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    It's also important to seek balance in your snacks -- and to remember that snack calories do count.

    Katherine Tallmadge, a registered dietitian and spokeswoman for the American Dietetic Association, tells her clients to snack up to three times a day but to limit calories to 100-200 calories for each snack.

    "I like to recommend snacks that provide a little carbohydrate, protein, and a small amount of fat, if any," she says.

    That's not so easy to do if you're at the mercy of your workplace vending machines or snack shops. Most offer mostly high-sugar, high-fat snacks with little nutritional value. And few meet Tallmadge's snack guideline of 200 calories or less. For example, typical offerings include potato chips, with 303 calories and 19.6 fat grams in a 2-ounce bag; and chocolate chip cookies, with 277 calories and 16 fat grams in a 2-ounce package.

    Your best snacking strategy is to plan ahead. Keep some healthy options in your desk or office for those times when you don't have time to get lunch, or when you need a little nutritional boost during the day. You can also bring fresh snack food with you every day from home, providing your workplace has a refrigerator.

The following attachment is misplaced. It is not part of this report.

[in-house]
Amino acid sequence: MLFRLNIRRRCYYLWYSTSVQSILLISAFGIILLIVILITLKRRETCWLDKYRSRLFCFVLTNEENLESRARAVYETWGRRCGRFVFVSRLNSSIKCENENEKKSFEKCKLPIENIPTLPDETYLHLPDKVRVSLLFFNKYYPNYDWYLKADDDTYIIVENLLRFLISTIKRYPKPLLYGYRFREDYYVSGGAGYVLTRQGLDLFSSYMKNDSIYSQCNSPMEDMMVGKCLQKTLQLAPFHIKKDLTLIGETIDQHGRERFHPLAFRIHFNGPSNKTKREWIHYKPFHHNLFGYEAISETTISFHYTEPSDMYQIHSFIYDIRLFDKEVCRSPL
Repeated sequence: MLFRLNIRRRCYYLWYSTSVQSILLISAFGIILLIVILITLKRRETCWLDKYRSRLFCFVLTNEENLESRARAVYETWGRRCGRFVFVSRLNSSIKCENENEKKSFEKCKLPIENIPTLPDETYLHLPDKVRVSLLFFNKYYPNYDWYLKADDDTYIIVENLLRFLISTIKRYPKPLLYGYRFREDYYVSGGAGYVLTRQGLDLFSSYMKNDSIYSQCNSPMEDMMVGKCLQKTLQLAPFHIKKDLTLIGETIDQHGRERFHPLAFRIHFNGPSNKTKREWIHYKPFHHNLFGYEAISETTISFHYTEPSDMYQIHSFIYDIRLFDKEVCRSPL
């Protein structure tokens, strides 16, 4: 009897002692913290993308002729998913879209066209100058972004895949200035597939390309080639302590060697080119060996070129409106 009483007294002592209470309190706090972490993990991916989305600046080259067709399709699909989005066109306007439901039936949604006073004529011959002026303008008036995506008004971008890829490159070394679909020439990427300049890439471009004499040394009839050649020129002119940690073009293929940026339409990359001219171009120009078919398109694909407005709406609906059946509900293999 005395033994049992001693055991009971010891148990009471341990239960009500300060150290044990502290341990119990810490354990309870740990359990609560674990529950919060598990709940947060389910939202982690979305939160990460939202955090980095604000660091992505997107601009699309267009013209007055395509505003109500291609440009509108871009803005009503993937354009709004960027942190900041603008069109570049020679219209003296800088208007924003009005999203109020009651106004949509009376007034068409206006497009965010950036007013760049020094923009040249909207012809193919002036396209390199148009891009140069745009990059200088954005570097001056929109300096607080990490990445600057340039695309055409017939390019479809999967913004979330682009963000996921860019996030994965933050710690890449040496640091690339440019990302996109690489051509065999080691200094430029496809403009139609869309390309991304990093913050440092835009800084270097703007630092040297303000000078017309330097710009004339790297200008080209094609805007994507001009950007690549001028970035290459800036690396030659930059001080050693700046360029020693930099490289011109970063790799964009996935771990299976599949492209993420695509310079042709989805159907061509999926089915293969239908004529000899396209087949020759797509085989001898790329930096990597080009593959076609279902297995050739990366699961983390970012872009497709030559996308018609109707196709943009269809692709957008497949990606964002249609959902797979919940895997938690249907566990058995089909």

Here are some examples of snacks that are good to keep handy in your desk:

    • Trail mix and/or dried fruits and nuts
    • Breakfast cereal (choose a higher-fiber, lower-sugar type)
    • Cans of higher-fiber, lower-fat, and lower-sodium soup (don't forget the can opener)
    • Instant oatmeal packets (look for less-sugar options)
    • Tuna salad kit (includes a small can of water-packed tuna, a relish packet, and crackers)
    • Higher-fiber, lower-fat crackers (like reduced-fat Triscuits)
    • Natural-style peanut butter with crackers, bagels, and/or fruit
    • Packets of low-calorie hot chocolate

    Here are some simple perishable snacks you can bring for the day:

    • Low-fat yogurt with fruit
    • Low-fat cottage cheese with fruit
    • Reduced-fat cheese with lower-fat, higher-fiber crackers
    • A small portion of leftovers from last night's meal that you warm up in the lunchroom microwave.

    It's also important to make your desktop drinks work for you, not against you. That means either choosing beverages with zero calories that quench your thirst or drinks that have some nutritional value but not too much sugar.

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